You will have to balance economic aspects (specifically: taxes) and maintain loyalty as well. There are four social groups vying for your affections: the peasants, the burghers, the clergy and the nobility. Unlike combat, loyalty does require that you strike a perfect balance. Each class has a loyalty score ranging from one to ten; if a particular group's loyalty gets too low, they will revolt, and force you to deal with an uprising.
The more territory you control, the greater your influence and wealth. Those looking for pure economic stimulation, though, can pick up the Wall Street Journal. Two Thrones is rooted in war and conquest.
The multiplayer component appears to be in a state of decay. As with Europa Universalis, would-be conquerors can hook up on the Valkyrienet (Paradox Entertainment's virtual battlefield), over LAN, or via a direct IP connection. I couldn't find a single game -- not one -- despite repeated attempts. That's not a good sign. Granted, it may take some time for an online community to flower, but it seems to me the feature is dead in the water.
Two Thrones is played from a top-down view, allowing you to scroll over each province and plot your next move. The map is colorful and has a quaint, rustic charm -- it reminds me of the old RISK game board. Provinces are colored in luminous shades of green and yellow, each dotted with numerous static structures: castles, farms, markets, towns and city walls. Bodies of water are also rendered with fidelity, so you can gaze across the English Channel and fantasize of sending your fleet to smash France -- or vice versa. Conquer Le Gay Paris and let 'em eat Freedom Fish n' Chips. Fox News would be proud.
2D sprites are used to represent both army and navy units. The sprites don't match the sculpted 3D detail of a four-star RTS title like Warcraft III, but they're perfectly functional and get the job done.
Quality audio is not the hallmark of budget titles, and Two Thrones is no exception. Recorded in flimsy 8-bit WAV format, the sound effects are marred by static hisses and pops -- it sounds as though they're emanating from an archaic transistor radio. The result is a dismal hack job. This is notthe game you want to cue up to test out your new Klipsch ProMedia 5.1 speakers and stimulate your tympanic membrane.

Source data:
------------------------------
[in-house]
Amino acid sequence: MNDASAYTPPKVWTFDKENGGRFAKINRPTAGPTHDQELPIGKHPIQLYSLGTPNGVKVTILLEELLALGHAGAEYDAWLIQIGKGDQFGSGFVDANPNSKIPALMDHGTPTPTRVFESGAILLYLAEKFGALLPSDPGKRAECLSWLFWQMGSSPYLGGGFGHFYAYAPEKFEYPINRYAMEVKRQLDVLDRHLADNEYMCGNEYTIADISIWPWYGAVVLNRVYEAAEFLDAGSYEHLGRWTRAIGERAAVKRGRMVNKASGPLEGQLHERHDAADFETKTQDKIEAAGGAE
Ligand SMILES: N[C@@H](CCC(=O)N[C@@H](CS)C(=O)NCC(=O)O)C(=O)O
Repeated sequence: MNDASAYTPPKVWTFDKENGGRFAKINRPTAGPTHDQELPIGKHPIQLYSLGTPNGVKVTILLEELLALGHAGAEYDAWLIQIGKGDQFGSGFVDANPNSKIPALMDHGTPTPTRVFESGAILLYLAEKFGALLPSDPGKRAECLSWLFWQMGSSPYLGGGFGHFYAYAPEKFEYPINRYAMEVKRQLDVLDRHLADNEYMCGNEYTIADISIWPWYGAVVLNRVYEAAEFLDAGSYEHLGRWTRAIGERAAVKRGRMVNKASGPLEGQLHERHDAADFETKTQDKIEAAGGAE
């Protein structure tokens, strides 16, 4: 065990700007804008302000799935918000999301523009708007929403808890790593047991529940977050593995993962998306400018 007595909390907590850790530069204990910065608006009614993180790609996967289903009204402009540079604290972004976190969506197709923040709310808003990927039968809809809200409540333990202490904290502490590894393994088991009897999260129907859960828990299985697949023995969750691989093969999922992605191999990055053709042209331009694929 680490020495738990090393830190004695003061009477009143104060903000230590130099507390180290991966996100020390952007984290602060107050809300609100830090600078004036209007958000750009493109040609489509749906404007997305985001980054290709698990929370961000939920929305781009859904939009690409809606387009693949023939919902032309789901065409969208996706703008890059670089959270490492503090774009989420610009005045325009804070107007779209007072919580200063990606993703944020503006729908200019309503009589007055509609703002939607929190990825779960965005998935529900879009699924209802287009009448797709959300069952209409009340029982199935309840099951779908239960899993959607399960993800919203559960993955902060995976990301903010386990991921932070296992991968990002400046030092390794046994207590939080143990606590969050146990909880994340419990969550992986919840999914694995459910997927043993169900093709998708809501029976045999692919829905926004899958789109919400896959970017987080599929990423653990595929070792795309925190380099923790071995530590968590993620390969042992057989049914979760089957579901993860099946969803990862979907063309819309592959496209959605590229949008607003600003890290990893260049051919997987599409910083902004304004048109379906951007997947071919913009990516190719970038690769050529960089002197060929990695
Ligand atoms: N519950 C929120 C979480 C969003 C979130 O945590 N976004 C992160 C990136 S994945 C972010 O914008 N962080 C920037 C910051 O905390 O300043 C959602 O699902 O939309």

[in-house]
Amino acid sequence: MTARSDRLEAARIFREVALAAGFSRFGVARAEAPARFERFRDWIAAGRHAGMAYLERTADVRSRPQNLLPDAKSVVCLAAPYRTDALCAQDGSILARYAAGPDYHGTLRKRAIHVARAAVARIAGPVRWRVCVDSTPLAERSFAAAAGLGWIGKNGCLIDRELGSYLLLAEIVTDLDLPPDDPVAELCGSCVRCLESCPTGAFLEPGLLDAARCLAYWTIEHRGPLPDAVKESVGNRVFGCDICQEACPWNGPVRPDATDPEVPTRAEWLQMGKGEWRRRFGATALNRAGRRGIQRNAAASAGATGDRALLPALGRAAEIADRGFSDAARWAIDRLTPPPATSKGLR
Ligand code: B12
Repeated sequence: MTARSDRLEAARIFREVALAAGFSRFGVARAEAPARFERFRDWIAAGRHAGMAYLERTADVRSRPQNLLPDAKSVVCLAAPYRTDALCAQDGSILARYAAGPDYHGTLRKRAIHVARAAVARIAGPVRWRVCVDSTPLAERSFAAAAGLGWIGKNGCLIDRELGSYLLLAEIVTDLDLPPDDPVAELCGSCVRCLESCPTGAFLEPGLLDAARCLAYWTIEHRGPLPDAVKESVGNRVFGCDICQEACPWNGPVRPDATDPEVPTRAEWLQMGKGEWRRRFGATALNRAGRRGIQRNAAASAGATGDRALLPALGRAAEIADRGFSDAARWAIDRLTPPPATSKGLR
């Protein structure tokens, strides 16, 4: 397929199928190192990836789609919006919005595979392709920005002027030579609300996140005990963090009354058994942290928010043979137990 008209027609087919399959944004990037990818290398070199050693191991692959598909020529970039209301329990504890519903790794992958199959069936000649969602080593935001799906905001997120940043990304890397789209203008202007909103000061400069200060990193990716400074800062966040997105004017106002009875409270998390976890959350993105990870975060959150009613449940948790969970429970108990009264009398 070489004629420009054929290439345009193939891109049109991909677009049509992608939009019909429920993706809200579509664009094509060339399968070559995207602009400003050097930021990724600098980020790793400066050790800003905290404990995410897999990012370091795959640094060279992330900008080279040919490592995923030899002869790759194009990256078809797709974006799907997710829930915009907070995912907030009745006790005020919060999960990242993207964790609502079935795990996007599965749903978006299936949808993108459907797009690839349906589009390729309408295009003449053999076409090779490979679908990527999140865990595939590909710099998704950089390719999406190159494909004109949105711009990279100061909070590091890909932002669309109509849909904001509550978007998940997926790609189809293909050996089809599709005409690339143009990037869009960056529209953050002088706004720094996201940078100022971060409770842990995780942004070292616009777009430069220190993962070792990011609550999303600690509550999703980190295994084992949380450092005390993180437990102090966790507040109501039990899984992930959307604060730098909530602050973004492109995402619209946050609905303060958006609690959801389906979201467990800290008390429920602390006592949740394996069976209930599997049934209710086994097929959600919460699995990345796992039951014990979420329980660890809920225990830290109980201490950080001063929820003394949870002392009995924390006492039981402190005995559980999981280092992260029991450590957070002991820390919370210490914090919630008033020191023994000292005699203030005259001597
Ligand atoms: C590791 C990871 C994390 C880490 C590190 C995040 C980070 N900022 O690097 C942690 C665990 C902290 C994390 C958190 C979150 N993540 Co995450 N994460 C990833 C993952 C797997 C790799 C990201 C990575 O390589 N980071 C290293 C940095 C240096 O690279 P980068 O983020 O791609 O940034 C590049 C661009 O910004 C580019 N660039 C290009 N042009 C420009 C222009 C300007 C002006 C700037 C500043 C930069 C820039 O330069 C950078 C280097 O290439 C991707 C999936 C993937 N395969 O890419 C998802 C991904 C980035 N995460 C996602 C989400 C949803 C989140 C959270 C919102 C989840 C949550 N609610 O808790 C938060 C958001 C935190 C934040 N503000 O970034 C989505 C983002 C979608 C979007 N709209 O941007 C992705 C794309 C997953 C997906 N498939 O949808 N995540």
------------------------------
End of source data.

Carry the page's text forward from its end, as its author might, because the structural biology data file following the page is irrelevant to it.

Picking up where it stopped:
There's no musical score to speak of. There are abrupt snippets of fuzzy old chamber music here and there, so you can dust off your old smoking jacket, break out your pipe and lay the blueprint for conquering Europe. Capital!
Unless you have a particular fondness for the Hundred Years' War, or you're confounded by the complexity of competing RTS titles, I would recommend that you pass on this one.
$19.99 is a fair price, but there are over a dozen strategy games in the same price bracket which are far superior to Two Thrones. Empires: Dawn of the Modern World and the sorely underappreciated Rise of Nations come to mind. It's a shame I wasn't able to put the multiplayer mode through the grinder, but in truth, I can't imagine it's much better than the mediocre single-player component.
Two Thrones is terminally flawed, a hollow exercise in empire building -- call it real-time strategy for Dummies. There's nothing wrong with focusing on a particular time period, but the design seems willfully shallow and superficial.
Paradox Entertainment has cultivated a devout fan base, and hopefully this will be nothing more than a hiccup. Save your cash for the impending April/May bonanza -- you'll thank me.